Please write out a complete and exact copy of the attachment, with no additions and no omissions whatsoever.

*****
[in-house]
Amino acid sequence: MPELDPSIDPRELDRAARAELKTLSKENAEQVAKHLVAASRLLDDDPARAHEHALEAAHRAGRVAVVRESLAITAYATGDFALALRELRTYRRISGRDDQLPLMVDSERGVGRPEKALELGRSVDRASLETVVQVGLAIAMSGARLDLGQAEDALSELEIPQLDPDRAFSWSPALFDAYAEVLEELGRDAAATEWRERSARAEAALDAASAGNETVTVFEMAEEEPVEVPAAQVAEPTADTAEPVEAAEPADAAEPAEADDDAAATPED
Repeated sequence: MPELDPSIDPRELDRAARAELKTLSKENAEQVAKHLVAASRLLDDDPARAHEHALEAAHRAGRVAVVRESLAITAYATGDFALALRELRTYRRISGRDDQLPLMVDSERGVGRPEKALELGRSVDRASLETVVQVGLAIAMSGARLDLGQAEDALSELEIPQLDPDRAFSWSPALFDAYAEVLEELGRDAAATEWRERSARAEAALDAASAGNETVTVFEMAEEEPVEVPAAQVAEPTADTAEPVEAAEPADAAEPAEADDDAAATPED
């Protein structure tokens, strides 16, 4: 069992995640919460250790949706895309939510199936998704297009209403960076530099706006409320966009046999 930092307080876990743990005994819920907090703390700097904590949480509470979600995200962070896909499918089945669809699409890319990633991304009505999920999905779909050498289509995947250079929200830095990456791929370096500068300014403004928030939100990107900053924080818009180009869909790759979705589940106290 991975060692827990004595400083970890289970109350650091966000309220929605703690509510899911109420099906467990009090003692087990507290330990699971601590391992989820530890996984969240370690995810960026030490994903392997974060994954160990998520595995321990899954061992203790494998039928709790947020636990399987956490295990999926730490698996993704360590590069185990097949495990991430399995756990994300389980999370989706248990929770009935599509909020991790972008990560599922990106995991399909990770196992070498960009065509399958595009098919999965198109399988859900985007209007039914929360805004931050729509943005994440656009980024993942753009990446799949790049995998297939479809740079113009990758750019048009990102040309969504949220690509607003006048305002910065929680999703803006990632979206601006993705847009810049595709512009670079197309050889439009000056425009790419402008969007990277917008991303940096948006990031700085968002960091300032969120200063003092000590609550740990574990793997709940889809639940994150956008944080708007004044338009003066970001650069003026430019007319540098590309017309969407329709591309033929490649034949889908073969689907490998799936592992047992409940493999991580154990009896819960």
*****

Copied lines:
[in-house]
Amino acid sequence: MPELDPSIDPRELDRAARAELKTLSKENAEQVAKHLVAASRLLDDDPARAHEHALEAAHRAGRVAVVRESLAITAYATGDFALALRELRTYRRISGRDDQLPLMVDSERGVGRPEKALELGRSVDRASLETVVQVGLAIAMSGARLDLGQAEDALSELEIPQLDPDRAFSWSPALFDAYAEVLEELGRDAAATEWRERSARAEAALDAASAGNETVTVFEMAEEEPVEVPAAQVAEPTADTAEPVEAAEPADAAEPAEADDDAAATPED
Repeated sequence: MPELDPSIDPRELDRAARAELKTLSKENAEQVAKHLVAASRLLDDDPARAHEHALEAAHRAGRVAVVRESLAITAYATGDFALALRELRTYRRISGRDDQLPLMVDSERGVGRPEKALELGRSVDRASLETVVQVGLAIAMSGARLDLGQAEDALSELEIPQLDPDRAFSWSPALFDAYAEVLEELGRDAAATEWRERSARAEAALDAASAGNETVTVFEMAEEEPVEVPAAQVAEPTADTAEPVEAAEPADAAEPAEADDDAAATPED
């Protein structure tokens, strides 16, 4: 069992995640919460250790949706895309939510199936998704297009209403960076530099706006409320966009046999 930092307080876990743990005994819920907090703390700097904590949480509470979600995200962070896909499918089945669809699409890319990633991304009505999920999905779909050498289509995947250079929200830095990456791929370096500068300014403004928030939100990107900053924080818009180009869909790759979705589940106290 991975060692827990004595400083970890289970109350650091966000309220929605703690509510899911109420099906467990009090003692087990507290330990699971601590391992989820530890996984969240370690995810960026030490994903392997974060994954160990998520595995321990899954061992203790494998039928709790947020636990399987956490295990999926730490698996993704360590590069185990097949495990991430399995756990994300389980999370989706248990929770009935599509909020991790972008990560599922990106995991399909990770196992070498960009065509399958595009098919999965198109399988859900985007209007039914929360805004931050729509943005994440656009980024993942753009990446799949790049995998297939479809740079113009990758750019048009990102040309969504949220690509607003006048305002910065929680999703803006990632979206601006993705847009810049595709512009670079197309050889439009000056425009790419402008969007990277917008991303940096948006990031700085968002960091300032969120200063003092000590609550740990574990793997709940889809639940994150956008944080708007004044338009003066970001650069003026430019007319540098590309017309969407329709591309033929490649034949889908073969689907490998799936592992047992409940493999991580154990009896819960």